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RBI Policy Revisions: Importer friendly policies for trade credits introduced



Close on the heels of overhauling the external commercial borrowing regime in India, the Reserve Bank of India (RBI) released a revised framework on the extant policy on trade credits (Trade Credits) vide its circular titled “Trade Credit Policy – Revised Framework” dated 13 March 2019 (Revised Framework) in what appears to be an attempt to give impetus to the import of goods into India. The Revised Framework came into force with immediate effect from the date of issuance of the circular i.e., 13 March 2019.

“Trade Credits” provide a way of raising external commercial borrowing specifically for the purpose of import trade. Trade Credits refer to the credits extended by an overseas supplier, bank and/or financial institution for maturity up to a designated time period for the purpose of importing capital / non-capital goods as permissible under the extant Foreign Trade Policy of the Government of India.

Trade Credits are classified into 2 (two) main categories:

Suppliers’ credit: relates to the credit for imports into India extended by the overseas supplier; and

Buyers’ credit: refers to loans for payment of imports into India arranged by the importer from overseas bank or financial institution.

Prior to the Revised Framework, the legal regime governing Trade Credits were governed by Master Direction - External Commercial Borrowings, Trade Credit, Borrowing and Lending in Foreign Currency by Authorised Dealers and Persons other than Authorised Dealers dated 1 January 2016 (ECB Framework). However, this regime was amended vide the Revised Framework. Some of the prominent differences between the laws as set out in the ECB Framework and in the Revised Framework are set out hereunder:


ECB Framework

Revised Framework

  1. 1.

ADs are permitted to approve Trade Credits for import of non-capital and capital goods up to USD 20 million per import transaction under the approval route. The proposals involving Trade Credits for import of non-capital and capital goods beyond USD 20 million per import transaction shall be subject to the approval of the RBI.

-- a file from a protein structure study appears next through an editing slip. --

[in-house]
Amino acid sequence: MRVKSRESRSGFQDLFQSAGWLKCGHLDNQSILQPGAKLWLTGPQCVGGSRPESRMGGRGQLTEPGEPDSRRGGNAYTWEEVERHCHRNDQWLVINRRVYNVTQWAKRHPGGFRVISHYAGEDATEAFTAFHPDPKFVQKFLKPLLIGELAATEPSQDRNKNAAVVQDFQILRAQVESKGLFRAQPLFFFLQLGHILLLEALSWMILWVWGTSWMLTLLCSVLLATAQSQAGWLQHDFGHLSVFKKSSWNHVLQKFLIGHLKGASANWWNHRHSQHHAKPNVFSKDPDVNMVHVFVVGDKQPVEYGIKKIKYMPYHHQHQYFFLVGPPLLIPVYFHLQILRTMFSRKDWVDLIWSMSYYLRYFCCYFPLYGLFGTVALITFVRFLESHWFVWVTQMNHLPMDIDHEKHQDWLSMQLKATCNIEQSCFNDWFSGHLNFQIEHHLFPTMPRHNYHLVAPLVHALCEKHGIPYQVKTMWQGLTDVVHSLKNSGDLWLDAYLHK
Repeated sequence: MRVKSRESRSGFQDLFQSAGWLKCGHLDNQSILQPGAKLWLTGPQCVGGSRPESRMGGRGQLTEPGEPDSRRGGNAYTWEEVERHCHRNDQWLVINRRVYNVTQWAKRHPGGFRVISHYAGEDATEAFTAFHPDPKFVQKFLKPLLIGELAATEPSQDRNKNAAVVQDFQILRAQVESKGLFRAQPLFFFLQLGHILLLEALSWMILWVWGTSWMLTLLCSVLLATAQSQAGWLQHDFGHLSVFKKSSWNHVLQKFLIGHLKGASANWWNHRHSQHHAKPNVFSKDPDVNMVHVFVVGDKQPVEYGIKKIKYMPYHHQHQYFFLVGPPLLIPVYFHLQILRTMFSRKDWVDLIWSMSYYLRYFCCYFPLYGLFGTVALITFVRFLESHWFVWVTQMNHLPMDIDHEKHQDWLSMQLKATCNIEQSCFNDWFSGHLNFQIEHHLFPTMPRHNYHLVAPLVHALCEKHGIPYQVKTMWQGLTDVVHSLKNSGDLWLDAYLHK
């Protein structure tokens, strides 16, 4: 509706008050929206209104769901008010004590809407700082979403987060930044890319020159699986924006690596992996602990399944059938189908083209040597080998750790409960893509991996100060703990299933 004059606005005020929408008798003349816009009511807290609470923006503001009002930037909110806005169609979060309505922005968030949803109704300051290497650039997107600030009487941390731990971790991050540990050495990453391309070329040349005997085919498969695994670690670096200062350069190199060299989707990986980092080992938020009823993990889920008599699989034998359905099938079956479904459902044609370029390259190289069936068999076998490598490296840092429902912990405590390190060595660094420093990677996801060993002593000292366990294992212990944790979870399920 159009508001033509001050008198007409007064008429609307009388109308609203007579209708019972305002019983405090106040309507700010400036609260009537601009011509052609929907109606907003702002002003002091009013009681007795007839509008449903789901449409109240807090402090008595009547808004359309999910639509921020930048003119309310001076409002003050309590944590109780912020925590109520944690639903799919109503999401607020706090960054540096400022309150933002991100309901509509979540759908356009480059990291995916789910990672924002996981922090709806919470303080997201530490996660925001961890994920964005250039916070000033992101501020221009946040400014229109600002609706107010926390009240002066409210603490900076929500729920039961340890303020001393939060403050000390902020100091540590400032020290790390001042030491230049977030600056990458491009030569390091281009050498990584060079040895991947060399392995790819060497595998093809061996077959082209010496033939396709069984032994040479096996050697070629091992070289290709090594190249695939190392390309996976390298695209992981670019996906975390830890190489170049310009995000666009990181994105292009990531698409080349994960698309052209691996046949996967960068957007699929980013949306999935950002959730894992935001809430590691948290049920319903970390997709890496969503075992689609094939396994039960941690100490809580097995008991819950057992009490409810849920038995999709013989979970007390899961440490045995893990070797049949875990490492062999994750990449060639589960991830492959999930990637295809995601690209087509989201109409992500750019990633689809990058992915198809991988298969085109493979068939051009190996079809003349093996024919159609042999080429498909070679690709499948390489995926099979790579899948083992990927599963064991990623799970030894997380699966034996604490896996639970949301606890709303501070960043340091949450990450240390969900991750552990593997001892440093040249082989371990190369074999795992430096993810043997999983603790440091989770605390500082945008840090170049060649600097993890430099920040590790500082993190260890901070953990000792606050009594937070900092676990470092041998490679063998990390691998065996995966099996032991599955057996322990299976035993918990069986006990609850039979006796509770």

Trade Credits can be raised under the automatic route upto an amount of upto USD 150 million per import transaction for (a) oil / gas refining and marketing; (b) airline; and (c) shipping companies. Trade Credits can be raised under the automatic route upto an amount of upto USD 50 million per import transaction for all other sectors.

Trade Credits exceeding the monetary threshold set out above shall be subject to the approval route.

  1. 2.

The maximum maturity period for Trade Credits was a period of 5 (five) years.

There is no upward cap / ceiling on the maturity period.

Additionally, the Revised Framework sets out the manner in which the Trade Credits can be secured. According to the Revised Framework, Trade Credits can be secured in the manner set out hereunder:

Bank Guarantees

Bank guarantees (BG) may be given by the Authorised Dealer Banks Authorised Dealer-Banks, on behalf of the importer, in favour of overseas lender. However, the amount of the BG cannot exceed the amount of Trade Credits availed by the importer.

Foreign Banks / Overseas Branches of Indian Banks

Trade Credits may be secured by overseas guarantees issued by foreign banks / overseas branches of Indian banks. However, such guarantees shall be subject to the extant laws under the Foreign Exchange Management Act, 1999 (FEMA) and relevant laws issued by the RBI.

Enforcement of Guarantee

In case of invocation, the total payments towards the guarantee should not exceed the dues towards the Trade Credits. Additionally, enforcement of such security shall be subject to relevant regulations framed under the FEMA and the relevant guidelines.


Trade Credits exempt an importer from the requirement to make upfront payments for the goods being imported. Accordingly, Trade Credits play a crucial role in import trade. Prior to the enforcement of the Revised Framework, there were substantial restrictions on utilising Trade Credits towards import trade in India, such as restrictions on the quantum, upward ceiling on the maturity period of the Trade Credits availed etc. These restrictions proved to be an impediment to the importers’ easy access to Trade Credits.

By way of the Revised Framework, the RBI has definitely taken a positive step towards incentivising import trade in India. However, in a country which is burdened with the issue of bludgeoning trade deficits and unfavourable balance of payments, it is yet to be examined if this move would prove favourable to India.

  • Manisha Shroff (Partner) and Ashwij Ramaiah (Associate)

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Manisha Shroff (partners)

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